HONOLULU – The people of Tanohata Village, in the Iwate Prefecture, on Japan’s northeast coast “are slowly, but surely walking on the path to recovery as a united body,” according to Tanohata Village Mayor Hiroshi Ishihara. The tiny village was devastated by the earthquake and tsunami that struck Japan in 2011.
Now, a sign being returned from Hawaii may provide further sense of hope and renewal. Today, the large wooden sign from the village, which washed up on a beach near Kahuku, Oahu, was loaded into the cargo hold of a Hawaiian Airlines jet and shipped to Sendai International Airport. From there a delegation from Tanohata Village will transport it home.
“This small gesture, a result of cooperation between state and federal agencies, the government of Japan, and Hawaiian Airlines, symbolizes the concern the people of Hawaii continue to have for the victims of the 2011 tsunami,” Gov. Neil Abercrombie said. “We hope, in some small measure, the return of this sign from the distant shores of Hawaii will further the healing and recovery of the people of Tanohata Village.”
In a letter sent by Mayor Ishihara, he writes, “Thank you very much for finding and saving the sign – our village’s irreplaceable memento – which was lost during the Great East Japan Earthquake and Tsunami, from a tremendous amount of debris items – we imagine as many as the number of stars in the sky – that ended up on Kahuku Beach on the Oahu Island. We are truly and deeply moved by the fact that you took the time to deliver the message to us, connecting many people and their compassion. Our village will treasure the memento that is coming back to our hands through your cooperation.”
“The world watched stunned and heartbroken by the devastation the tsunami caused in terms of loss of life and property,” said William J. Aila, Jr., the chairperson of the Department of Land and Natural Resources (DLNR). “My department has worked closely and in coordination with the National Oceanic and Atmospheric Administration (NOAA) to track and recover Japan tsunami debris believed to have washed up in Hawaiian waters,” Aila explained. “Debris that makes its way to Hawaii is usually returned at the owner’s expense; however, Hawaiian Airlines volunteered to ship the sign back at no charge.”
The Tanohata village sign is one of fewer than 20 items that have been positively identified as arriving in Hawaii as a result of the Japan tsunami.
Kyle Koyanagi, regional coordinator for NOAA’s Marine Debris Program in Hawaii said, “The websites both NOAA and DLNR established for people to report possible tsunami debris has resulted in numerous small vessels (skiffs) and other items being recovered. People are asked to provide specific information about where they find debris and to take pictures. Based on this information a determination is made about whether further investigation is necessary to prevent the introduction of invasive species or other things that could damage Hawaii’s environment.”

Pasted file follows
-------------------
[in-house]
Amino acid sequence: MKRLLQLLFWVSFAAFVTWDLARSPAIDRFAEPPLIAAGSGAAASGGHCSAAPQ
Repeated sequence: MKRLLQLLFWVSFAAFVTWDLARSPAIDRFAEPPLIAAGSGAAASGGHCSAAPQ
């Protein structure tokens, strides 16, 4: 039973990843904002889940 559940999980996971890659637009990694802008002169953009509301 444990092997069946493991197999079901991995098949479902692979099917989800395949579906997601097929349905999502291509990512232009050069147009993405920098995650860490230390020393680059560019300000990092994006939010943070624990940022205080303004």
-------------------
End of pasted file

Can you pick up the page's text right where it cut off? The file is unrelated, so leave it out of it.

Some of the Tanohata Village sign’s lettering broke off during the tsunami or during its open ocean voyage from Japan to Hawaii. Koyanagi was instrumental in coordinating with the Japanese Consulate in Honolulu to try and identify the origin of the sign.
Consul General of Japan in Honolulu, Toyoei Shigeeda said, “The lettering on the sign, 「しまのこし村営住宅, means “Shimanokoshi village housing.” The people of Tanohata village wanted it returned for an exhibit and to serve as a useful reference for future generations to learn about and understand the tsunami disaster of March 11, 2011. We’re all excited that now, more than three years after the tsunami, this sign can be returned as a reminder and symbol of what was lost.”
The sign was wrapped and crated by DLNR staff before Hawaiian Airlines cargo personnel loaded it onto HA 441 for the direct flight to Sendai. Tim Strauss, vice president of cargo for Hawaiian Airlines, remarked: “We deeply value our relationship with the people of Japan, and it is our great honor to do our part in returning this precious piece of cargo to the people of Tanohata.”
To report large quantities of marine debris, debris with living organisms on it, or debris too large to remove by hand, call (808) 587-0400 and then email any photos to:
DLNR.firstname.lastname@example.org and DisasterDebris@noaa.gov
WAILUKU – The Infrastructure and Environmental Management Committee will consider a bill on Monday, July 28, at 1:30 p.m. in the Council Chamber in Wailuku, to ban the use and sale of polystyrene disposable food service containers, Committee Chair Elle Cochran announced today.
The bill, introduced by Councilmember Michael Victorino, would prohibit food establishments and vendors from using or selling polystyrene food containers. The most well-known polystyrene product is Styrofoam, which is widely used by residents for plate lunches and take-out containers.
“When ingested, polystyrene may become lethal to our marine animals and birds. It is not biodegradable and can exist in our landfills for hundreds of years. These widely recognized environmental impacts show good cause for consideration of a countywide ban,” Cochran said. “It is our duty as council members to implement policies that will protect and preserve our natural resources.”